How to engage and retain remote teams
Get the guidance you need to boost loyalty and keep your employees engaged.
With more people working from home than ever before, it's increasingly important to learn how to manage remote teams. Before we dive into our top tips, let's start with a few definitions.
What is employee engagement?
Employee engagement is a measurement of how committed employees are to their company and work.
How is employee engagement linked to retention?
It’s simple: when employees are highly engaged and satisfied at work, they’re less likely to leave.
Tips for boosting remote employee retention
The option to work from home can be a great retention tool. But, in order to be successful, managers must understand how to help virtual teams thrive.
Create a seamless remote onboarding process.
Help new employees thrive by ensuring they feel welcome and have all the tech and info they need before their start date.
Set clear performance goals and ensure alignment.
Provide structure, motivation, and direction by working with your remote employees to set firm goals.
Touch base with remote team members often.
Schedule regular check-ins and keep a line of communication open throughout the day using a messaging platform.
Provide equal access to training materials and resources.
Become an advocate for career growth by giving your employees access to online courses or by bringing them on-site for training.
Recognize the achievements of remote workers.
Give public shout-outs for great work on your internal messaging platform and consider building an online recognition wall.
Don’t overlook remote employees for promotions.
Standardize performance reviews across your team to ensure fairness — remote work shouldn’t pause career development.
Tips for common remote work challenges
Remote work offers many benefits to both employees and companies, but it also comes with challenges that on-site employees may not face. It’s up to managers to proactively monitor and address these issues to keep their remote teams engaged.
Tone and intention can be hard to gauge over email and messaging platforms.
Prioritize face-to-face communication, but set boundaries.
Use video calls for important conversations to avoid communication breakdowns and build a personal connection. But keep in mind that video fatigue can set in if employees feel pressured to be on camera too often.
Remote team members may worry that they’re not seen to be productive.
Boost transparency and collaboration.
Use productivity and collaboration tools to keep everyone accountable, increase transparency, and break down silos. But avoid the urge to micromanage, as this can have a negative effect on employee engagement and productivity.
Some people may lack a dedicated at-home workspace or reliable internet connection.
Help to optimize remote employees’ workspaces.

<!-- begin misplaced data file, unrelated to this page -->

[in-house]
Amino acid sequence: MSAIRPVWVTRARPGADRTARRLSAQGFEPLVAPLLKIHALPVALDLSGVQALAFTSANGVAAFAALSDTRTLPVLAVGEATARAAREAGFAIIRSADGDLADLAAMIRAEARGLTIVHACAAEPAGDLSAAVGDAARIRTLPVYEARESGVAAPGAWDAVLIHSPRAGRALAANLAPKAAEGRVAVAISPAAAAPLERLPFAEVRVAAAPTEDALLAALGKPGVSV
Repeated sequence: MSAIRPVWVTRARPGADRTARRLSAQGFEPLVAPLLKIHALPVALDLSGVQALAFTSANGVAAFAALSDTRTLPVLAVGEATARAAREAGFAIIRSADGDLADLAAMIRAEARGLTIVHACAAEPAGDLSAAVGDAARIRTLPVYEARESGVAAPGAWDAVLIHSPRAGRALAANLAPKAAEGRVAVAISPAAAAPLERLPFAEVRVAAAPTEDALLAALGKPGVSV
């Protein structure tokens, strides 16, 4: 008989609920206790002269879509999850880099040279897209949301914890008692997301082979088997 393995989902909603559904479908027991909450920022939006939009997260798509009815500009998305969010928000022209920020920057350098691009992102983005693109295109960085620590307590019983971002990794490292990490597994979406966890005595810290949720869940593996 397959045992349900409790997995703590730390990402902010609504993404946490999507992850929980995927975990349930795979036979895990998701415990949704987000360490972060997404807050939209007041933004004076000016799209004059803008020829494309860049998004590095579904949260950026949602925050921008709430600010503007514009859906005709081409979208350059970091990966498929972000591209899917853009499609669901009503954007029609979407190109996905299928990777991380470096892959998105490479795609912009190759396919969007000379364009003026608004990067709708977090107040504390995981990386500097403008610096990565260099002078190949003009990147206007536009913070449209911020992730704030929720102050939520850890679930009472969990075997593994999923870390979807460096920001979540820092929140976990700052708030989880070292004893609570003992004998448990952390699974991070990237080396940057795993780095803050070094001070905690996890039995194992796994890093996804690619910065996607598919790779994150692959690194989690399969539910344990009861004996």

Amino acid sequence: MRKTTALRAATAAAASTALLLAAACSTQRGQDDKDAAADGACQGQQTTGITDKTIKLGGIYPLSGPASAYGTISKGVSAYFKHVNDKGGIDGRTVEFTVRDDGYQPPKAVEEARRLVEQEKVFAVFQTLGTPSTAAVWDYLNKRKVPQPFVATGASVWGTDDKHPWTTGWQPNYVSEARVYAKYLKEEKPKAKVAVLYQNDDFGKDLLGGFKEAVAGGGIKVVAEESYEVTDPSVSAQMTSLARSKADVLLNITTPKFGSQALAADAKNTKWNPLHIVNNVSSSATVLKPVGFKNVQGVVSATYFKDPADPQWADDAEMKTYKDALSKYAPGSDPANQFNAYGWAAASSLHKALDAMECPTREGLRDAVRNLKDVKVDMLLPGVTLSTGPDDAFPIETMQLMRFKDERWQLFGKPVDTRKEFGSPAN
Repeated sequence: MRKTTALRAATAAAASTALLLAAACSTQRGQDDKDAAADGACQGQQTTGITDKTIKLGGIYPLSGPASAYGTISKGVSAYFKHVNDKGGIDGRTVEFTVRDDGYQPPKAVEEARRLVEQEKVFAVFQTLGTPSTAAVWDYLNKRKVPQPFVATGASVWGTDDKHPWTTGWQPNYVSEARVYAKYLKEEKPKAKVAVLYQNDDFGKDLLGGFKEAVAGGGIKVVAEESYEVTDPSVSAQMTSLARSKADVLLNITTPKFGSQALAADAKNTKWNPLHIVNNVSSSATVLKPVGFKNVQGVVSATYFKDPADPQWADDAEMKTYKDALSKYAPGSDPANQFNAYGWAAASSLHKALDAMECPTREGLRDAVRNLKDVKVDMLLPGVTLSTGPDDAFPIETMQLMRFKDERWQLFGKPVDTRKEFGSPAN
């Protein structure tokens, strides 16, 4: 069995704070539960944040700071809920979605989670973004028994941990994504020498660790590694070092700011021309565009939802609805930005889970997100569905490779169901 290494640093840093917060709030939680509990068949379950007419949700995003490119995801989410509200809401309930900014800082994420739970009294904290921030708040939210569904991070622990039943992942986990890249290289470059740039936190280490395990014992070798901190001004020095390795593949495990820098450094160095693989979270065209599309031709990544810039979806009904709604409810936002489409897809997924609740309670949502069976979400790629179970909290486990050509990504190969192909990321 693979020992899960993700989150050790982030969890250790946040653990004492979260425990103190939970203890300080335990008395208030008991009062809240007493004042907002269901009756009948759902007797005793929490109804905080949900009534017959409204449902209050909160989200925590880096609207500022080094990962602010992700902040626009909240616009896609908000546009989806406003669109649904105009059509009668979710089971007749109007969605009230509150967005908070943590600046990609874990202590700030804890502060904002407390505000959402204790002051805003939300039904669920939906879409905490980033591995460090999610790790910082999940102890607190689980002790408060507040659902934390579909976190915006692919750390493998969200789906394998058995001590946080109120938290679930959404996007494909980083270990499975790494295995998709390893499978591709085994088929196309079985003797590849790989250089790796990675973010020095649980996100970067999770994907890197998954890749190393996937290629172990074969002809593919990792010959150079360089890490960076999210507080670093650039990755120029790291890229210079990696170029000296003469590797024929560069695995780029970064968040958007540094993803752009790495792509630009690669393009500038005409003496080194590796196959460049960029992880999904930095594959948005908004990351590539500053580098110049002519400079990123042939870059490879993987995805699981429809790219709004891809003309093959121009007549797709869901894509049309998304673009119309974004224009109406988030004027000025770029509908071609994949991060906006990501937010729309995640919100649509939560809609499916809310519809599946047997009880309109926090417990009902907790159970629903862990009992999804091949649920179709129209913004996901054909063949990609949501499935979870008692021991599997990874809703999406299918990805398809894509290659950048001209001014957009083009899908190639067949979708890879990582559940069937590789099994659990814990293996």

Make sure remote team members are set up with everything they need to be productive. This might include providing a desk, ergonomic chair, and a laptop with company systems installed.
Remote employees can feel disconnected from the company culture.
Create a remote-inclusive culture.
Lean on technology to help remote employees feel included, from holding virtual happy hours to creating a virtual watercooler. This will also go a long way toward helping dispersed team members build strong bonds with their peers.
Remote employees may not be privy to details their on-site peers receive.
Ensure key updates are shared equitably.
Determine the best way to distribute updates to all — whether that’s a team-wide email or all-hands meeting. This will help you avoid repeating yourself, while keeping everyone in the loop.
Working from home can make it harder to unplug at the end of the workday.
Promote a healthy work-life balance.
Flexibility is important, but so are boundaries. Encourage remote employees to stick to a routine as much as possible, and avoid messaging your team outside of work hours.
Measure remote employee engagement
Now that you’ve picked up some best practices, let’s talk about measuring employee engagement. Remember, just because you can’t see your employees working doesn’t mean you can’t keep an eye on how they’re feeling.
Hold frequent virtual one-on-ones to discuss remote employees’ progress.
Have open and honest conversations about key performance objectives and any challenges remote employees might be facing.
Distribute weekly, monthly, or quarterly surveys and act on the results.
Gather anonymous feedback and use it to guide improvements that show you’re listening.
Have regular check-ins with the whole team to fill in any blanks.
Encourage team members to bounce ideas off one another, share strategies, and discuss their communal experiences.